When he mustered out of the USMC, Stewart went to work as a First Class Engineer for WCBI-TV in Columbus, MS. While working at WCBI, he saw a notice that IBM was hiring computer engineers. He tested for the program and was hired for $400 a month. Stewart continued working as an IBM engineer and continued his active participation in “the best sport a fellow can engage in:” coon hunting.
The best part of coon hunting for Stewart was “climbing the trees to shake the coon out of the tree.” Like many coon hunters, he often did not carry a gun. The objective was to see whose dog was best at “treeing” a coon. When the dogs gave the distinctive yelp saying they had run a coon up a tree, hunters would exclaim “mark my dog” or “tree my dog” or “strike my dog.”
The night of October 13, 1965, Zack went coon hunting alone in the “middle of the Tallahatchie bottoms in Lafayette County” to train a young dog. It was one of the unusual occasions when he took along a rifle in order to kill a raccoon, so the dog could sniff its carcass. The young dog ran a coon “up a big maple tree,” and Zack climbed the tree chasing the coon. He missed a limb and fell 30 feet to the ground, fracturing his back in three places.
Over a number of hours, using his .22 rifle as a crutch, he made his way to his truck and drove himself to Shands Hospital in New Albany. When he arrived, Dr. David Ellis, the only doctor present, was “trying to help a woman deliver a baby, and I had to wait.”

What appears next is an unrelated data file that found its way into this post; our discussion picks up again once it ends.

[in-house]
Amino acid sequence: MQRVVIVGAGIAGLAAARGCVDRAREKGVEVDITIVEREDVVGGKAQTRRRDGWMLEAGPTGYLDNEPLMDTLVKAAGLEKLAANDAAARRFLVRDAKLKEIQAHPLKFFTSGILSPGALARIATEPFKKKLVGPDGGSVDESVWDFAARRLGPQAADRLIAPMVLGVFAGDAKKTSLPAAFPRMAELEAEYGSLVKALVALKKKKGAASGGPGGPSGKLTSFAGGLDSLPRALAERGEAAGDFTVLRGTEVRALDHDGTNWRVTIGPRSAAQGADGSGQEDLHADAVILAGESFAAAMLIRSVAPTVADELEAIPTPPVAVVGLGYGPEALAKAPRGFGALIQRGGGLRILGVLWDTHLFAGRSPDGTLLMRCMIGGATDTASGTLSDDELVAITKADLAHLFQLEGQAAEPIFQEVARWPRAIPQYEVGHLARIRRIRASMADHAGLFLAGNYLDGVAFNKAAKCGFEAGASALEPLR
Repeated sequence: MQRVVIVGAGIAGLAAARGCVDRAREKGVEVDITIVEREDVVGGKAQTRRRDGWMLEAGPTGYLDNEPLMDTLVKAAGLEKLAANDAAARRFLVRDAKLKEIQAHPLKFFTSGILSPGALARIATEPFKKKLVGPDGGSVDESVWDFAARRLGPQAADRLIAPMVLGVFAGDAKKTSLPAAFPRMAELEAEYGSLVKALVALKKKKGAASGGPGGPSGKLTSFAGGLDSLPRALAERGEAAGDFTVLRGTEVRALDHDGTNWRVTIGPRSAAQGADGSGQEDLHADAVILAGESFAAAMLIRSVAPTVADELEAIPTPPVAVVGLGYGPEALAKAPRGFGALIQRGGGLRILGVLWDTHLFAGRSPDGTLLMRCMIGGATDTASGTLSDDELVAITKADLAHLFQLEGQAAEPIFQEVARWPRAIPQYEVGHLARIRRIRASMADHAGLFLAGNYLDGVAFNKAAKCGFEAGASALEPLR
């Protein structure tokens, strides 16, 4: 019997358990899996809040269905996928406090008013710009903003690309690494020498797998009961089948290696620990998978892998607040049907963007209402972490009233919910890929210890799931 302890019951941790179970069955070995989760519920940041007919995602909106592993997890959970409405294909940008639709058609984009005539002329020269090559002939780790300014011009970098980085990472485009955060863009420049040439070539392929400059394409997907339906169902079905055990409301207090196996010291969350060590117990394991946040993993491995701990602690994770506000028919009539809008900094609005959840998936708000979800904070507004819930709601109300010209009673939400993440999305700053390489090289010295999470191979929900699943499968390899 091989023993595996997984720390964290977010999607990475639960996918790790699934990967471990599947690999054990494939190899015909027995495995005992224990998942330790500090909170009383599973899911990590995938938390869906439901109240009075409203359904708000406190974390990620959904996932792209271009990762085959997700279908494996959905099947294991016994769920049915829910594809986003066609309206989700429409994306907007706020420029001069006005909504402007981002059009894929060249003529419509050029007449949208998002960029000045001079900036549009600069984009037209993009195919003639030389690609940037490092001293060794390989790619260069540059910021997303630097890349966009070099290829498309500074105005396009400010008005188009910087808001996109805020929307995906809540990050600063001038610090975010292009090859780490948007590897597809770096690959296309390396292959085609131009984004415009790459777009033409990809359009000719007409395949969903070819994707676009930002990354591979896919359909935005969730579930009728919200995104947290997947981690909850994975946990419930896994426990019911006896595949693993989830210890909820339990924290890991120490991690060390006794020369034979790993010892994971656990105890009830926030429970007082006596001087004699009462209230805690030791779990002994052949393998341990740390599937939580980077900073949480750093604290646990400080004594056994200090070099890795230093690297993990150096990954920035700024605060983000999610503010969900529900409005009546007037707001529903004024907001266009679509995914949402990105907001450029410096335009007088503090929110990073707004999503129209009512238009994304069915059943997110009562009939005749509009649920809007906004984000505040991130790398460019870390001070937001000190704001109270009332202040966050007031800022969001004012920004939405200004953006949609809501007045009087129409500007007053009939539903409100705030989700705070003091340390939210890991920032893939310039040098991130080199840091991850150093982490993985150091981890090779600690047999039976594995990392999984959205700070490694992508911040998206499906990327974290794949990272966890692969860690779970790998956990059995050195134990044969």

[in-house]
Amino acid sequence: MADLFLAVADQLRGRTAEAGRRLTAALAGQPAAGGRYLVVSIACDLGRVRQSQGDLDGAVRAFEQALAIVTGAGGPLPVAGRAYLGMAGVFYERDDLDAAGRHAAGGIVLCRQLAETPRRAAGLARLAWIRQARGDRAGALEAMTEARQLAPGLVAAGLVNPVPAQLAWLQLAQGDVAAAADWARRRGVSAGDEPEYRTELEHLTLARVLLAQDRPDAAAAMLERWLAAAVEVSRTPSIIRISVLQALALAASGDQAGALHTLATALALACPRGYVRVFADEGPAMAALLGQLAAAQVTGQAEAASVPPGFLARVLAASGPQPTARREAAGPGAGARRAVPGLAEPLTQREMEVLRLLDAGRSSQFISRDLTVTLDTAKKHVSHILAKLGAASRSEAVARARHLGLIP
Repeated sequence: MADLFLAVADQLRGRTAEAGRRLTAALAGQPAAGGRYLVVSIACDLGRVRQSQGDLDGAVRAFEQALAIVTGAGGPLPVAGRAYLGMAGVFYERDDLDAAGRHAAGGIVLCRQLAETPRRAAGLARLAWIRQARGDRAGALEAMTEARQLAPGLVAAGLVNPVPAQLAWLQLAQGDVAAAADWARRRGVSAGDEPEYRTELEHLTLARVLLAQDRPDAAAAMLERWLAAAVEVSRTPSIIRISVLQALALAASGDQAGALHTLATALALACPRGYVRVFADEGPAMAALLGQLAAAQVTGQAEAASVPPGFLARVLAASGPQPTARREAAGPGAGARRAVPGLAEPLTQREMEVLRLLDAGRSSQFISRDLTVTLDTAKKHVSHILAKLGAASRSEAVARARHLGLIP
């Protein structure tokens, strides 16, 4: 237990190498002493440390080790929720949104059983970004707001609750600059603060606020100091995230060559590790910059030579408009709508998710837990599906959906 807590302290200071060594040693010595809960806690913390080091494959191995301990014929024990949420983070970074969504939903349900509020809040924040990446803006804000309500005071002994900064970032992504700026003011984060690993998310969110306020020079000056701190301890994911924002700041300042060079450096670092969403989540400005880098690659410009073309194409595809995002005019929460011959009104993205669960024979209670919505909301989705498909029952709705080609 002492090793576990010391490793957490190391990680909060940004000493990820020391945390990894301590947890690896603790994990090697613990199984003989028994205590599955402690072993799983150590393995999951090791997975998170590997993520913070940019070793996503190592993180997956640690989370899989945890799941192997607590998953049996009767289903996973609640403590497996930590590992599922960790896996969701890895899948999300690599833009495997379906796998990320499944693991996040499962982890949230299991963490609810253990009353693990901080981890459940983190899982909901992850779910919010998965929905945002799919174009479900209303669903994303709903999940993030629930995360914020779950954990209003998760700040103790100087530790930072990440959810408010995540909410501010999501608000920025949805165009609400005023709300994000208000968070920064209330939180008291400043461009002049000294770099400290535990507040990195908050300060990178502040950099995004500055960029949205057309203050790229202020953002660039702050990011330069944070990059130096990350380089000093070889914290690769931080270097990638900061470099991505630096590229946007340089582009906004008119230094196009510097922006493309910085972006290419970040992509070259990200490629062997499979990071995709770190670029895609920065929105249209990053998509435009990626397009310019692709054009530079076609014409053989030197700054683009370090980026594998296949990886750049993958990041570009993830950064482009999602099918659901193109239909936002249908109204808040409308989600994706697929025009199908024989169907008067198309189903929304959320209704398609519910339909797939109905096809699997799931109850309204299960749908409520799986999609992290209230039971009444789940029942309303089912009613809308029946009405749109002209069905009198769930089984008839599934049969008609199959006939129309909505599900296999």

“They wouldn’t admit me, because I didn’t have $25. Betty Jo had to bring a check for $25 so they would treat me.”
Finally, ten to eleven hours after falling from the big maple, Stewart was x-rayed and examined by Dr. Ellis. “He said I had to go to Campbell’s Clinic in Memphis. They put me in an ambulance that also served as a hearse and took me as far as Holly Springs, where I was transferred to another hearse-ambulance for the rest of the trip to Memphis.” He stayed at Campbell’s Clinic for about 10 days before he was sent back to New Albany in another hearse-ambulance to recuperate. It was long recovery, an injury that still gives him pain. He did, however, recover sufficiently to continue hunting coons until 1975, which was the first time he ran for Northern District Mississippi Highway Commissioner.
He got beat in 1975, ran again in 1979 and got beat again.
He ran for the job a third time in 1983, using the campaign slogan “It’s Zack’s Time!” and won. He was re-elected four times before retiring from the job in 2005.
While the 1987 Four Lane Highway Program stands as the greatest single accomplishment of his 20 years on the Highway Commission, the job was not all fun.
During the 1980s, the FBI launched “Operation Pretense,” an investigation of road work purchasing practices and supplier kick backs, which resulted in the indictment and conviction of a few dozen county supervisors around the state.